According to a study published in the International Journal of Pediatrics, doctors and researchers classify fetal hypoxia into three subtypes:
- Preplacental Hypoxia: Both the mother and the baby suffer symptoms of hypoxia
- Uteroplacental Hypoxia: The mother does not suffer symptoms of hypoxia, but there is a problem with the placenta or circulation related to the placenta
- Post-Placental Hypoxia: Only the baby has symptoms of hypoxia, and it occurs without involving the placenta
While the outcome and lasting effects of all three types of fetal hypoxia can be similar, the diagnosis and how they are treated are sometimes different.
For a free legal consultation, call 1-800-222-9529
Possible Effects of Different Types of Fetal Hypoxia on Your Baby
Babies who experience any type of fetal hypoxia during early pregnancy or through the second trimester may not reach their full growth potential they would have without the complication. In fact, some babies with fetal hypoxia are diagnosed with intrauterine growth restriction. This condition can both cause and be a result of decreased oxygenation.
Other complications related to any type of fetal hypoxia include:
- Metabolic concerns
- Hematologic conditions
- Damage to vital organs
- Hypoxic-ischemic encephalopathy
According to Benioff Children’s Hospital, hypoxic-ischemic encephalopathy is a type of brain damage caused by hypoxia. It can lead to many lifelong problems for children. This may include:
- Intellectual disabilities and other cognitive dysfunction
- Behavioral concerns
- Cerebral palsy
All types of hypoxia, including both chronic hypoxia during development and acute hypoxia during delivery, can cause changes in the tissues of the heart that alter function. These children may be at an increased risk of cardiovascular issues later in life.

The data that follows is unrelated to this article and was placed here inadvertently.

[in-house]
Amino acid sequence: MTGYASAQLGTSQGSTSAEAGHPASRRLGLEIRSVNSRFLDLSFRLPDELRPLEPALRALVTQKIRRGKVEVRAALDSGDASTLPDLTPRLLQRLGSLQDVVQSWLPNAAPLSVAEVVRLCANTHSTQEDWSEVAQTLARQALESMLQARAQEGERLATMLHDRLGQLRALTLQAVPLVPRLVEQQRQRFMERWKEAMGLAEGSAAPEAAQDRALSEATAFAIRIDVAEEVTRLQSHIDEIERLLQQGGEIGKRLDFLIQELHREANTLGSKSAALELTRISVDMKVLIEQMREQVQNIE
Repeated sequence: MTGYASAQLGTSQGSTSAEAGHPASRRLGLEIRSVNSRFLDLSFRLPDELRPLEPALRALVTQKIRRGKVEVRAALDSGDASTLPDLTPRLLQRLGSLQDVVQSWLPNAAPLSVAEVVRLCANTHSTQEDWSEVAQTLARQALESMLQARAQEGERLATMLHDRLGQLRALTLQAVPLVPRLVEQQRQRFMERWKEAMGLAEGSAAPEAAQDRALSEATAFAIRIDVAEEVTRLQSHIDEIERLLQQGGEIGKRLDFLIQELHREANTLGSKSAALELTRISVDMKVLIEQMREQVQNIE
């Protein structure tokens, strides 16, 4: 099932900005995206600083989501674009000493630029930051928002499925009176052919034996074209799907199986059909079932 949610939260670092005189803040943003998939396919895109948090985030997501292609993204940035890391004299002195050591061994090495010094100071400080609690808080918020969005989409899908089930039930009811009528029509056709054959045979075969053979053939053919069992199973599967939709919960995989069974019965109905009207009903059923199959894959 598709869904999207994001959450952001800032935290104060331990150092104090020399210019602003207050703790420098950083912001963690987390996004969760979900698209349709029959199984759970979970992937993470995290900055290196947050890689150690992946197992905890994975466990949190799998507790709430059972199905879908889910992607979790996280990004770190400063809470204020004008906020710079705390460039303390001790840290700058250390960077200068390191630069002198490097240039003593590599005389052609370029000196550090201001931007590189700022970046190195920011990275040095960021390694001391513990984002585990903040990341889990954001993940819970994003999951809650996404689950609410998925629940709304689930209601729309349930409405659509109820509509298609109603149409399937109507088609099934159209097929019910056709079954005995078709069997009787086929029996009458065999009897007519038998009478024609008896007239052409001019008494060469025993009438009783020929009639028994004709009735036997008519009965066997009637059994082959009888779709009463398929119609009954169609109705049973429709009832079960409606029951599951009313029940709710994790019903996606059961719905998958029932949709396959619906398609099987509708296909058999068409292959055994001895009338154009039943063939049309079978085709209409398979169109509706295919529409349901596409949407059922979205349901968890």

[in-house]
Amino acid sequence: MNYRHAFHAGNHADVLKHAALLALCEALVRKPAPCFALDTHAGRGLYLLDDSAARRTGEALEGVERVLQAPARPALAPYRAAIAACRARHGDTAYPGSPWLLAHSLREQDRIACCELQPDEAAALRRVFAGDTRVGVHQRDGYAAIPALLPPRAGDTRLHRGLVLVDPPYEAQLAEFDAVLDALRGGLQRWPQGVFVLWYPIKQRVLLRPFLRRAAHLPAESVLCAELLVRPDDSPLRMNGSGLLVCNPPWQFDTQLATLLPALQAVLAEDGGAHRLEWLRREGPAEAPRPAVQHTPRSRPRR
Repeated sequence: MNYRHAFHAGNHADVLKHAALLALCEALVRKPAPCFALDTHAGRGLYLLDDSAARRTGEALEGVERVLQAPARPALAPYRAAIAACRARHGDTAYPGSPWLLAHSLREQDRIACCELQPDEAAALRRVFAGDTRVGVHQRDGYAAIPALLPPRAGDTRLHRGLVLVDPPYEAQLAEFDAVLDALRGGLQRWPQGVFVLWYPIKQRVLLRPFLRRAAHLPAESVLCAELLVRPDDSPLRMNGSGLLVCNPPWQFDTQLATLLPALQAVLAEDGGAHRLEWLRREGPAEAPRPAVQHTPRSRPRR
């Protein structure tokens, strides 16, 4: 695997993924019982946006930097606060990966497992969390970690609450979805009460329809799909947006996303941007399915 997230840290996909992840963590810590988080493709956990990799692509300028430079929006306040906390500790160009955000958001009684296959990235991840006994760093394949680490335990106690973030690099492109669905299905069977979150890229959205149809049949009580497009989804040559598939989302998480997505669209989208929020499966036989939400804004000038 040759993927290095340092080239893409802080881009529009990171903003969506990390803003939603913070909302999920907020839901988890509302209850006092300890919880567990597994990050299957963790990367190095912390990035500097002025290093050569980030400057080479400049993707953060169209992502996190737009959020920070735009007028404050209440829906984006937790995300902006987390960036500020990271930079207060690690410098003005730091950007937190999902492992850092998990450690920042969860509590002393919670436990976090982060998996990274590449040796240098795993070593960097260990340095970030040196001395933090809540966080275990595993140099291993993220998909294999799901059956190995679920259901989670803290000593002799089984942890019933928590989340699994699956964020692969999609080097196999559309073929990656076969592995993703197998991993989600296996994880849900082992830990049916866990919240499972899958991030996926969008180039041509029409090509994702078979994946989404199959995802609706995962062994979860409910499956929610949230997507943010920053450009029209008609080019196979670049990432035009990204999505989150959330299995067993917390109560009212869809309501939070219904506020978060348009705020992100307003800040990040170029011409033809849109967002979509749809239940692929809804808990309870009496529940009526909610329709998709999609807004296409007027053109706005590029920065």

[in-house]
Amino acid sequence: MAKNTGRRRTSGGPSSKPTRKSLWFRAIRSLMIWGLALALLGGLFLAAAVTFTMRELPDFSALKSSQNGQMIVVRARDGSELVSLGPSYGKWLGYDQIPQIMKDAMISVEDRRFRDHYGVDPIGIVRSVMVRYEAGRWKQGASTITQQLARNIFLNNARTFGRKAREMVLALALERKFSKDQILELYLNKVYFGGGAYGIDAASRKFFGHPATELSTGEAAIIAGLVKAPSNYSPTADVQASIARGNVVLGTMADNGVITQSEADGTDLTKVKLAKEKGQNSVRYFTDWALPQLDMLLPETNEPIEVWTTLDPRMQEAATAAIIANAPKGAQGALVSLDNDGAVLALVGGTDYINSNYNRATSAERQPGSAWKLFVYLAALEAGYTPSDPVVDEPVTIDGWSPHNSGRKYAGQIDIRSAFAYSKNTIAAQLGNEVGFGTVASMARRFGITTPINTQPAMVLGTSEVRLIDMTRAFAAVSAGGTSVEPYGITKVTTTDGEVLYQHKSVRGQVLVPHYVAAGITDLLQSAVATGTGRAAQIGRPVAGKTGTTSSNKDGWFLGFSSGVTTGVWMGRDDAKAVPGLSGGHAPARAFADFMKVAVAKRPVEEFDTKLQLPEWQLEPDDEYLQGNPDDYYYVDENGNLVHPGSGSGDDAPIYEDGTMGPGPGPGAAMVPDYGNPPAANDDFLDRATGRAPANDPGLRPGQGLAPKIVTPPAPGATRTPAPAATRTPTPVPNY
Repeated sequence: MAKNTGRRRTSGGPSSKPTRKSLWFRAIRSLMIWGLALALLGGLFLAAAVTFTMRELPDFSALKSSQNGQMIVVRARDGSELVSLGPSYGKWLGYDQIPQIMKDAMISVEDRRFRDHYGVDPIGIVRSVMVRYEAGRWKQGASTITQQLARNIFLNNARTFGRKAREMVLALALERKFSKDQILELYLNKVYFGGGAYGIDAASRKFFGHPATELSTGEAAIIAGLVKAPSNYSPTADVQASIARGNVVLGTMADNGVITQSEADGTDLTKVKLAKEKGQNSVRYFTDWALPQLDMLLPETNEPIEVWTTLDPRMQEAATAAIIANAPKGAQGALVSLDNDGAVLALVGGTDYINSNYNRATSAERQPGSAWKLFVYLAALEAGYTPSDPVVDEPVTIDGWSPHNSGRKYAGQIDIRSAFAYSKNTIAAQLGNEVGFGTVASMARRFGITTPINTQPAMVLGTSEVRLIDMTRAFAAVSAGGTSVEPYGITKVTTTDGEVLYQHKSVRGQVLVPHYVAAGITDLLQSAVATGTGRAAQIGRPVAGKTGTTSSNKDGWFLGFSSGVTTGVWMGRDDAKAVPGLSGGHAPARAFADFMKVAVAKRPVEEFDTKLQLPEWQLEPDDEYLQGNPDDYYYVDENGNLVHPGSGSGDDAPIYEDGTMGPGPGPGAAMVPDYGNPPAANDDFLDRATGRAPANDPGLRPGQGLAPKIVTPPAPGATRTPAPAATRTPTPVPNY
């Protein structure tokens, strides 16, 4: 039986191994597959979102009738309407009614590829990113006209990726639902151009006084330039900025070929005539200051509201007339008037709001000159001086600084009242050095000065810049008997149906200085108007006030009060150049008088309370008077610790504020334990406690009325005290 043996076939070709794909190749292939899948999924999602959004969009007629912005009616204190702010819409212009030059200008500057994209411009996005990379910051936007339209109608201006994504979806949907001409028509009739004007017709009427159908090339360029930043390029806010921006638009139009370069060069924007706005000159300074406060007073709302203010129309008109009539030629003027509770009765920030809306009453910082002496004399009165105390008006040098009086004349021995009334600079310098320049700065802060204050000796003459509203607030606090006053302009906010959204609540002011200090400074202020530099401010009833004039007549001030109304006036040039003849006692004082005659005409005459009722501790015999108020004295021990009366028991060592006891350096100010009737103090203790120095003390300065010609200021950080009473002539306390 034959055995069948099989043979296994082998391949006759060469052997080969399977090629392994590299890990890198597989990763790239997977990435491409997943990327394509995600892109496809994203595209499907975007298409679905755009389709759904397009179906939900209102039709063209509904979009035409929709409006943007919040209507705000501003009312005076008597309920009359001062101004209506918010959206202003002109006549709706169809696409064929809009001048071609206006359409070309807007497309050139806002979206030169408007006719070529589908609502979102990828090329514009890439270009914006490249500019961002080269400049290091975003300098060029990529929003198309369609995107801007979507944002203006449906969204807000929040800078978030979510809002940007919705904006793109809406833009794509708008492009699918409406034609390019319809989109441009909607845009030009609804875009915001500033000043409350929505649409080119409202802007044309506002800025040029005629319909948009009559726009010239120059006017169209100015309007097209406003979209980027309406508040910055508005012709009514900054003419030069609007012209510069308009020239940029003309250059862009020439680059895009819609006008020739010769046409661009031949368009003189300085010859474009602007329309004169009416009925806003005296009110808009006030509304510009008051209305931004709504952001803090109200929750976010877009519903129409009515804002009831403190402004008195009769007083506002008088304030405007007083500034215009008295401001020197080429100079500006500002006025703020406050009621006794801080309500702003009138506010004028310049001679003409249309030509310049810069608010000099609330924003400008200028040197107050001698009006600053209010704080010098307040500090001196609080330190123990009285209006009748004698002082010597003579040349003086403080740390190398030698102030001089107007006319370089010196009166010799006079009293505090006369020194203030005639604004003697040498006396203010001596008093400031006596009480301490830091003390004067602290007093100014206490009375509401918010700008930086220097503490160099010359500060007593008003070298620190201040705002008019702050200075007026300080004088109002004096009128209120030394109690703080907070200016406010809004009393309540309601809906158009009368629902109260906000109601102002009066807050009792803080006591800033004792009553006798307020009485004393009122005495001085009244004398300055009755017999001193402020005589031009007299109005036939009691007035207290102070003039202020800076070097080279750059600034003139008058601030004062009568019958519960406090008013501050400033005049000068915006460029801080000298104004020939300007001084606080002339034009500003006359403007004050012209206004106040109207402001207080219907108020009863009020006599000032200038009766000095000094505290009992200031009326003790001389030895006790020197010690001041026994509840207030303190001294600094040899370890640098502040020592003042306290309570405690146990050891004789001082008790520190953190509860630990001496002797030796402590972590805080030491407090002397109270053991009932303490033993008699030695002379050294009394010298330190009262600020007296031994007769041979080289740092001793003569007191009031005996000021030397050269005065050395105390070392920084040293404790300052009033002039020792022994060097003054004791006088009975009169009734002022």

Birth Injury Lawyer Near Me 1-800-222-9529
Diagnosis and Treatment of the Different Types of Fetal Hypoxia
The different types of fetal hypoxia often require different treatments. Those that affect the mother should improve when the mother’s condition improves. For example, when she receives treatment for a problem with her heart. Some conditions related to the placenta may also improve based on the treatment of the mother’s condition, such as preeclampsia.
If the mother does not improve, or if the condition stems from a problem with the placenta, it may be safer for the baby to delivery early than to remain in the womb with chronic hypoxia. This is often the case with placental insufficiency.
When a baby is born after suffering chronic or acute hypoxia, it is imperative that doctors take quick action to secure their airway. If the child is full-term, they may benefit from lowering their body temperature to reduce the brain damage they suffer. This is one of the best ways to mitigate the effects of hypoxia in some infants.
Ongoing Care for Children Who Suffered Fetal Hypoxia
The damage done by fetal hypoxia depends on many factors and can vary widely. Many have no lasting effects that impact their everyday life while others require special education and assistance with activities of daily living.
Children may require ongoing care and monitoring, as well as therapy and medication, if they have cerebral palsy, epilepsy, developmental delays, or other impairments.
You May Be Eligible to Pursue Legal Action Against the Doctor or Hospital
Many cases of fetal hypoxia are preventable or the damage can be limited with a quick diagnosis and treatment. Doctors have a duty to offer an accurate diagnosis and prompt care. If you believe your newborn suffered hypoxia because of a birth injury, missed diagnosis, or another type of medical negligence, you should discuss your legal options with an attorney in your state.
Your attorney can explain your rights and the strength of your case, and help you pursue compensation by holding the doctor or hospital liable. Each state has its own statute of limitations that limits how long you have to file a lawsuit in this type of case, so it is important to get started as soon as possible.
Complete a Free Case Evaluation form now
Talk to a Birth Injury Attorney About Your Fetal Hypoxia Case
If your newborn suffered effects from fetal hypoxia and you wonder if the doctor or hospital could have prevented it, reach out to the Birth Injury Lawyers Group today. A member of the team will discuss your child’s case with you and help you connect with a birth injury attorney taking on this type of case in your state. This attorney will review your case for free.
Call today at (800) 222-9529 to get started.